Argentine Wheat Supply Cut by Floods, Reduced Planting
Argentina is expected to see a decline in wheat output this season after record storms lashed the country’s Pampas grain belt. Also contributing to this, farmers reduced sowing to 3.7 million hectares from 4.4 million hectares last season in response to government-imposed export restrictions.
This decline will make it even more difficult for Argentina, a main supplier of wheat to Brazil and the top exporter of soymeal, to compete on a global market that is already seeing bumper harvests in the Black Sea region and in western Europe.
The country has already received a year’s worth of rain, exceeding the usual 1,000 millimeters of rainfall, with some regions of the Pampas getting 300 millimeters of rain over the last 10 days, as it heads into its spring wet season.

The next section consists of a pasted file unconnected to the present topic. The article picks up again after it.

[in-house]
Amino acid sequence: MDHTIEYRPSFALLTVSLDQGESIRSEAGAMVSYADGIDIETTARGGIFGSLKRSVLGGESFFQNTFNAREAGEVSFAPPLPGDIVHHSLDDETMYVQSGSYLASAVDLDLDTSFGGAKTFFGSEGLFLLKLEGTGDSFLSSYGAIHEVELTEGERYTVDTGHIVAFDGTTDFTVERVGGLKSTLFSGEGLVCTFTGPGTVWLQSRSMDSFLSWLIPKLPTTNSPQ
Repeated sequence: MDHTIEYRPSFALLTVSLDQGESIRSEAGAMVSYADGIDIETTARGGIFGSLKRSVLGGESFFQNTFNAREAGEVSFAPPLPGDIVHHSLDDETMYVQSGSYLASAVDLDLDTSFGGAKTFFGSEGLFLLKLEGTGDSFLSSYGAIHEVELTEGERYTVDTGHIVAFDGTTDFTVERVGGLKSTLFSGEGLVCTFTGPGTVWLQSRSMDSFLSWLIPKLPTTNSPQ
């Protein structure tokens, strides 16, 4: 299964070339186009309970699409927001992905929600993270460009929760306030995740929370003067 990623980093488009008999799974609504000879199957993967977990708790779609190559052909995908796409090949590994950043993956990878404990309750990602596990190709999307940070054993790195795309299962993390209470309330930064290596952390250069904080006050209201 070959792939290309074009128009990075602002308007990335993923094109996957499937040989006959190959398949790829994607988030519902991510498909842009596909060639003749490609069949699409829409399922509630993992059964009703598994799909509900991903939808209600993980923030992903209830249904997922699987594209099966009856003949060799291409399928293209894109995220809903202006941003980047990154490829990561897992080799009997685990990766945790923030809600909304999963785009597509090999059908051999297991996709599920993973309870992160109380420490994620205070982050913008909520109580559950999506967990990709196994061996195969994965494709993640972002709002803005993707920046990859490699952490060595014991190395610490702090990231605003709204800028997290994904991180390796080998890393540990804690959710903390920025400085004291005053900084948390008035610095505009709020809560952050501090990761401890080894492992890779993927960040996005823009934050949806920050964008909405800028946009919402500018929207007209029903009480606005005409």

This weak wheat output could drive Brazil, Argentina’s largest wheat buyer to turn to other suppliers, as happened in 2013 when Argentina saw production fall due to frosts, and U.S. exporters took up the market shipping 4 million tons of wheat to Brazil, the highest amount ever shipped from the U.S. to the country.
Given that British and U.S. scientists recently warned that global climate change and more severe and erratic weather events will have larger impacts upon the global food supply, weather-related risks to the main global grain supplying countries from events such as this will intensify.
The U.S. Department of Agriculture (USDA) forecasts an Argentine wheat crop of 11.1 million tons this season compared to a crop of 12.5 million tons in 2014/15. But the country’s export policies that have caused farmers to cut planting could be revised after the October 25 presidential elections, resulting in an increase to production for the following year.